Breath In The Dark – A Childhood Lost


Breath In The Dark – A Childhood Lost
By Jane Hersey
Matador/Troubador – £7.99

‘’‘’Please don’t die. Please come back.’’’’ The tears flooded down my face, as I repeated the words; the car door opened and I got in. Something wanted to make me shout, ‘’Dad, help us.’’ I knew I must have had a father, but I didn’t know if I was different and there had never been one, not knowing or being able to understand […]. My mind went blank, at the same time something inside me was screaming. Who am I? What am I? Who do I belong to now?’’

Writing about childhood can sometimes be quite tough, even if just from the premise of trying to remember. Writing about a difficult childhood can be tougher still, even if just from the premise of deciding what to include and what to leave out. Writing about a childhood that is fraught with the regularity of haunting darkness and abuse, might, in some instances, be deemed impossible; even if just from the premise of either wanting to move on or simply forget.

That the disturbing, yet heartbreakingly moving Breath In The Dark – A Childhood Lost, substantiates the fact that one is never able to truly forget, but is (perhaps just about) able, in the big scheme of this thing we endeavour to call life, able to move on; is reason enough to read and embrace this powerful book like no other. Well not many anyway.

Within these 329 pages, authoress Jane Hersey writes with an authority that is simply drenched in the trauma of the almost, unspeakable truth. The truth being that of a traumatised and isolated child in 1960s Manchester, having not only suffered grotesque emotional abuse, but also physical/sexual abuse by what sounds like a despicable father.

Just what is it with the cruelty of some men – of a certain era, of a certain disposition – that have absolutely no understanding of life whatsoever? Nothing that is, other than that of their own hideous, ludicrous, selfish needs.

Surely it can’t all be down to that most reliable of old chestnuts: lack of education?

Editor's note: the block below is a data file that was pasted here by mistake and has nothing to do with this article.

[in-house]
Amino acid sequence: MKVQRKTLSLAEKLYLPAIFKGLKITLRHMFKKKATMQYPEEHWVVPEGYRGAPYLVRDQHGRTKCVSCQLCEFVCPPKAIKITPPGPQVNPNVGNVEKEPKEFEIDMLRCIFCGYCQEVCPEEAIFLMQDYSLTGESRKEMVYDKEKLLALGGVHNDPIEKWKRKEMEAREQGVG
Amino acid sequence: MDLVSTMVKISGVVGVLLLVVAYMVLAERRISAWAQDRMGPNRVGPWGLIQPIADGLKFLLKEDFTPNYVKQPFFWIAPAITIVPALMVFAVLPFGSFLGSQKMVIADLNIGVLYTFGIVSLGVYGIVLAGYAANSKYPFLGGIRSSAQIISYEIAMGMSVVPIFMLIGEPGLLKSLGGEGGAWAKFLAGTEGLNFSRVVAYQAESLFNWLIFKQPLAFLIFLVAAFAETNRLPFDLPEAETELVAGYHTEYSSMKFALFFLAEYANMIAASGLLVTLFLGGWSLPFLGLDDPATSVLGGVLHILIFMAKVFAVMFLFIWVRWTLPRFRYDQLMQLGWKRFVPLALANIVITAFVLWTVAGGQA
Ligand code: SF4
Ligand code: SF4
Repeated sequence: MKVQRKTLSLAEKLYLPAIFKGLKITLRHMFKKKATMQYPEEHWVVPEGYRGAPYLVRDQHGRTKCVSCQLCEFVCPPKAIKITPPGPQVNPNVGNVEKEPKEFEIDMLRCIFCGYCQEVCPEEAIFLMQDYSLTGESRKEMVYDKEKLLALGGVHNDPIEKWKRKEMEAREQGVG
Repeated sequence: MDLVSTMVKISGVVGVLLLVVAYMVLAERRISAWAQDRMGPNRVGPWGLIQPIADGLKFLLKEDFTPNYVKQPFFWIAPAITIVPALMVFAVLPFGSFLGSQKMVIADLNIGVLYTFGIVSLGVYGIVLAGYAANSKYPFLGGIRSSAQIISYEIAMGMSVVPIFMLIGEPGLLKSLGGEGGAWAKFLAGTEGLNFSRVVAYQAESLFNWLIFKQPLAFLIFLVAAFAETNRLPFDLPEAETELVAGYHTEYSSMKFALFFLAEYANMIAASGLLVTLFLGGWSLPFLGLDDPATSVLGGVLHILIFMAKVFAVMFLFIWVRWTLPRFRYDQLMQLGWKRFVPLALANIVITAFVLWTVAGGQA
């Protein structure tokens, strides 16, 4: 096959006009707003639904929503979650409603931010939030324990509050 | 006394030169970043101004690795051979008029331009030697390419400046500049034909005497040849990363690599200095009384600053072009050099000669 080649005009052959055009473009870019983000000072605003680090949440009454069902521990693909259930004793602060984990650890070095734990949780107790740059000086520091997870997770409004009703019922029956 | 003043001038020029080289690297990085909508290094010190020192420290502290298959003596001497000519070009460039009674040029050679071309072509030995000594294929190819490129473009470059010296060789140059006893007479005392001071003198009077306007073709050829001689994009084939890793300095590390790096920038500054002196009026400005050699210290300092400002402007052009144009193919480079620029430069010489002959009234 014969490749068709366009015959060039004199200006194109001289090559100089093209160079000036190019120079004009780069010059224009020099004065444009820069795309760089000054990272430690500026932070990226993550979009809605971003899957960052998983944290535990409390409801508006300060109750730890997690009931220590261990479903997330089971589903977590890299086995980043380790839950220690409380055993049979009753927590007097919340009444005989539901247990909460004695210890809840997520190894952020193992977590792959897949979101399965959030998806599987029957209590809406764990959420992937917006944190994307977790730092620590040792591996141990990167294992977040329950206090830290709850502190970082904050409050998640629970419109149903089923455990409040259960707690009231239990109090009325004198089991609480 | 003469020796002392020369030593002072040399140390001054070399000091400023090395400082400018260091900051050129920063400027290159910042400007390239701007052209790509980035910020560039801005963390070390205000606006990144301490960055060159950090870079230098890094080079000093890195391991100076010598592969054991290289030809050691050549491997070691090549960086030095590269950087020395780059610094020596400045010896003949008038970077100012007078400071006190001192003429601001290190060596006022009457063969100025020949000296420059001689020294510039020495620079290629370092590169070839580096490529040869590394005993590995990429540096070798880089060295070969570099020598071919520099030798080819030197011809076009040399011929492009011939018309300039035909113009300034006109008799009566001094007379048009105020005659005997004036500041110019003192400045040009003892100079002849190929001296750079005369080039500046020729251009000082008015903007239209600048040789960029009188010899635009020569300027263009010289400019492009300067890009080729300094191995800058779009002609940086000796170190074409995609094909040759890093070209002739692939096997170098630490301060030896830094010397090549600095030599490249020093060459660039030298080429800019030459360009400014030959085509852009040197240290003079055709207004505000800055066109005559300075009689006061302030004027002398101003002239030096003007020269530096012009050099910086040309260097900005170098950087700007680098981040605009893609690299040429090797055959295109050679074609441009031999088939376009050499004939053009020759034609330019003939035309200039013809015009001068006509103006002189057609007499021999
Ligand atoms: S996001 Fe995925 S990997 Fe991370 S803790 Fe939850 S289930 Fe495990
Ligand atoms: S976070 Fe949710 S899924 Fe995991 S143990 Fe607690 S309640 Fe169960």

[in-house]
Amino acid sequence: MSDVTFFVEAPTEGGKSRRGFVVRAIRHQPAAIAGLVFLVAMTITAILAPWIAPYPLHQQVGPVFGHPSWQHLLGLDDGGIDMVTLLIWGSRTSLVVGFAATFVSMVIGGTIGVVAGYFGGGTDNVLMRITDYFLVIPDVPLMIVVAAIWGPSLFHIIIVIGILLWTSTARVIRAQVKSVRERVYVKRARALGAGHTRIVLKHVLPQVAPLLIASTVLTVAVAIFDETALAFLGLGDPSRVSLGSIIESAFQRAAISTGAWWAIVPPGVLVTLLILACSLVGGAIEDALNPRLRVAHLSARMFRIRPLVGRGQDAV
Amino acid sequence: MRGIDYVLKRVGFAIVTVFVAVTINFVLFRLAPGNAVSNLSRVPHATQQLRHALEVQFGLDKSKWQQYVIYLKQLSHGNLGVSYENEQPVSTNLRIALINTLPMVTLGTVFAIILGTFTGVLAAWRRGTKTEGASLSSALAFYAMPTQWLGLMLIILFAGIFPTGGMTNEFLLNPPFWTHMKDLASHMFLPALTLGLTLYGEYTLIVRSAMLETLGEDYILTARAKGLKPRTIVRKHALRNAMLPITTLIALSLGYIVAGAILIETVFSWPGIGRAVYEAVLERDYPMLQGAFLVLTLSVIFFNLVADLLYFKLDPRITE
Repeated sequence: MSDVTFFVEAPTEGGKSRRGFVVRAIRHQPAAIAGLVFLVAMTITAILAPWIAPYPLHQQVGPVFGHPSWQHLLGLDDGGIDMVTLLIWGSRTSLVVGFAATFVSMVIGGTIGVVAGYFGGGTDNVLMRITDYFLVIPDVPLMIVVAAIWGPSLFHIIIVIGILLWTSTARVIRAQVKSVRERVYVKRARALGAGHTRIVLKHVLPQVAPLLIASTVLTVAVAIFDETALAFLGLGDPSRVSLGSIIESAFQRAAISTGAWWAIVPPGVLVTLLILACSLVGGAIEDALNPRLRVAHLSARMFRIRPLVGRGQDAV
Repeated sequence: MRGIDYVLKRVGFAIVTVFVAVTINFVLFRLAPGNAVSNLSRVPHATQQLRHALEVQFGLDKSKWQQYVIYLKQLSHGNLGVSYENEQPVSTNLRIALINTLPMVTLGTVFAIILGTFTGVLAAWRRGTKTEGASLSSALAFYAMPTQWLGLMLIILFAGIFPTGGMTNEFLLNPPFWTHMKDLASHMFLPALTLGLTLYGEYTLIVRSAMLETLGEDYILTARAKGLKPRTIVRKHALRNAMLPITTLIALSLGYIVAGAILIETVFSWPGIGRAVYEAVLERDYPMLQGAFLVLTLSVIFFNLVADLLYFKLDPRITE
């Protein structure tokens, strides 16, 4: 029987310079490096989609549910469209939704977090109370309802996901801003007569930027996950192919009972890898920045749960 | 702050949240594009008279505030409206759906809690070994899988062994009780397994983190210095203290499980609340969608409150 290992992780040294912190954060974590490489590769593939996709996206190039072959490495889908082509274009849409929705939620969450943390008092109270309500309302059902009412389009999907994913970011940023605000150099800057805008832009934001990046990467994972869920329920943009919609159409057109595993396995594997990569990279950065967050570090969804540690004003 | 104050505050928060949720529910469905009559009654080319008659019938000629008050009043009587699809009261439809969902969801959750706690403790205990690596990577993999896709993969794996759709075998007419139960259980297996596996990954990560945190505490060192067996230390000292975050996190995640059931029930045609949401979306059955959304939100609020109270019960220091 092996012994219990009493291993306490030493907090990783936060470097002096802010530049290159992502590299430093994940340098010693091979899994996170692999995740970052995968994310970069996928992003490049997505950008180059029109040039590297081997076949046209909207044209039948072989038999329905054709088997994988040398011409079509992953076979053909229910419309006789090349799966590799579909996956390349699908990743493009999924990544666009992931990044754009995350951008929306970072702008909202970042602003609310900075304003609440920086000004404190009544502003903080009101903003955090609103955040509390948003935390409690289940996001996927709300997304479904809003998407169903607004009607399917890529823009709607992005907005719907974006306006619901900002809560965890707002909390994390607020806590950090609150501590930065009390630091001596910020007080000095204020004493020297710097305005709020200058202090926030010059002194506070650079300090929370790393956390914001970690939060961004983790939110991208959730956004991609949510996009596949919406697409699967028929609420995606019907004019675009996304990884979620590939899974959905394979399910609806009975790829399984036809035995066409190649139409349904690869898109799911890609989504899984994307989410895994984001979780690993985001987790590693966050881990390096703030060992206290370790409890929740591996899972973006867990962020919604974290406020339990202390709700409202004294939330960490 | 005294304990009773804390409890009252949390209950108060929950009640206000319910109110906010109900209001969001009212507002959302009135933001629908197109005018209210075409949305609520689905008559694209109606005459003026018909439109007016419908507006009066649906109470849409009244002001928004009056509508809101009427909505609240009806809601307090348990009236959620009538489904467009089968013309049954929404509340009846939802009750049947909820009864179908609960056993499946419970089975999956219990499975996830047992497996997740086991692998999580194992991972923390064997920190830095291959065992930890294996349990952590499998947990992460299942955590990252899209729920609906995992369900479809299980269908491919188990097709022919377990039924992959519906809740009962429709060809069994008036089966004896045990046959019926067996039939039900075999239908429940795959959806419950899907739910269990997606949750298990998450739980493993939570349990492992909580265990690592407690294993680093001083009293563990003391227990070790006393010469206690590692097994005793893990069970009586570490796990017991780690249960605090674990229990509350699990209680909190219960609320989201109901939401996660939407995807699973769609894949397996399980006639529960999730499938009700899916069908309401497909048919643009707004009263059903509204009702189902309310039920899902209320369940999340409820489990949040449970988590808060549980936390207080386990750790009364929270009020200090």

It is just such contemptuous bollocks that Hersey herein subliminally addresses (although I’m sure it wasn’t her prime intent). So much so, that I found myself questioning human nature to such a didactic degree, that it suddenly dawned on me how very little of it has changed. But I digress…

As a six year old child within the sole care of a mother who suffers with not only diabetes and clinical depression, but also has a very serious eating disorder, the young Jewish Jane was ostracized by her own brethren, as well as the local community at large. But with an abounding love for her mother, the young child was armed with more reasoning, more empathy, and more compassion than ought to be allowed at such a young age: ‘’It wasn’t what I had planned for her. It wasn’t a party. It wasn’t laid out on the plates I had brought for her. We weren’t eating it together, enjoying it. I watched, not knowing what to do to keep her awake. I didn’t know how to make her want to live. I was almost seven now, and I knew I wasn’t enough […]. I desperately wanted to fill the place of the people who were missing from her life: I was trying to be mother, father and husband to her. If only I could be all these people, I was thinking to myself.’’

Are such thoughts normal for that of a six-year-old little girl?

What with the recent exposure on the (supposed) indecent and deplorable behaviour of Jimmy Saville, and the crooked hypocrisy Christmas nigh upon us, this book really, really couldn’t have come at a better time.

Breath In The Dark may not be particularly festive reading, but it’s a thousand times more important, more valid, and in a way, more beautiful, than anything you’re likely to come across this side of the appalling Queen’s Speech.

David Marx


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